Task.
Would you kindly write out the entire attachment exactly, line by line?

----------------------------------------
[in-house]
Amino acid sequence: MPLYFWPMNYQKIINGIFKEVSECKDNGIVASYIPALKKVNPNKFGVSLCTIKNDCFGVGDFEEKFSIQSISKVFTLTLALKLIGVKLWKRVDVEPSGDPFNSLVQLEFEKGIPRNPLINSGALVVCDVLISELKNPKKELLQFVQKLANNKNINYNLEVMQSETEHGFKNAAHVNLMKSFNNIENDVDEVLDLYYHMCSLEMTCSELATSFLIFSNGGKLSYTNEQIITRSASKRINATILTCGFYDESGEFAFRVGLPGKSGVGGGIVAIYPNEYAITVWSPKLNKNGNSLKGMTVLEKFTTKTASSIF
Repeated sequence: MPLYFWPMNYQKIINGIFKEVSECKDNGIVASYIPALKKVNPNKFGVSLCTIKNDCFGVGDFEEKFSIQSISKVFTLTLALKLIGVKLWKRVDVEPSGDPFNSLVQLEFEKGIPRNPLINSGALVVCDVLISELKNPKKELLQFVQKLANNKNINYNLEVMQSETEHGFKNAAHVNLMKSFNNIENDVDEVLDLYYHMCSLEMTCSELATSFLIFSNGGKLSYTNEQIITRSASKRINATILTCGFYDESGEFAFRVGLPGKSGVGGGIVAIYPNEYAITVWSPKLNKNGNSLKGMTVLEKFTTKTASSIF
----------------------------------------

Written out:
[in-house]
Amino acid sequence: MPLYFWPMNYQKIINGIFKEVSECKDNGIVASYIPALKKVNPNKFGVSLCTIKNDCFGVGDFEEKFSIQSISKVFTLTLALKLIGVKLWKRVDVEPSGDPFNSLVQLEFEKGIPRNPLINSGALVVCDVLISELKNPKKELLQFVQKLANNKNINYNLEVMQSETEHGFKNAAHVNLMKSFNNIENDVDEVLDLYYHMCSLEMTCSELATSFLIFSNGGKLSYTNEQIITRSASKRINATILTCGFYDESGEFAFRVGLPGKSGVGGGIVAIYPNEYAITVWSPKLNKNGNSLKGMTVLEKFTTKTASSIF
Repeated sequence: MPLYFWPMNYQKIINGIFKEVSECKDNGIVASYIPALKKVNPNKFGVSLCTIKNDCFGVGDFEEKFSIQSISKVFTLTLALKLIGVKLWKRVDVEPSGDPFNSLVQLEFEKGIPRNPLINSGALVVCDVLISELKNPKKELLQFVQKLANNKNINYNLEVMQSETEHGFKNAAHVNLMKSFNNIENDVDEVLDLYYHMCSLEMTCSELATSFLIFSNGGKLSYTNEQIITRSASKRINATILTCGFYDESGEFAFRVGLPGKSGVGGGIVAIYPNEYAITVWSPKLNKNGNSLKGMTVLEKFTTKTASSIF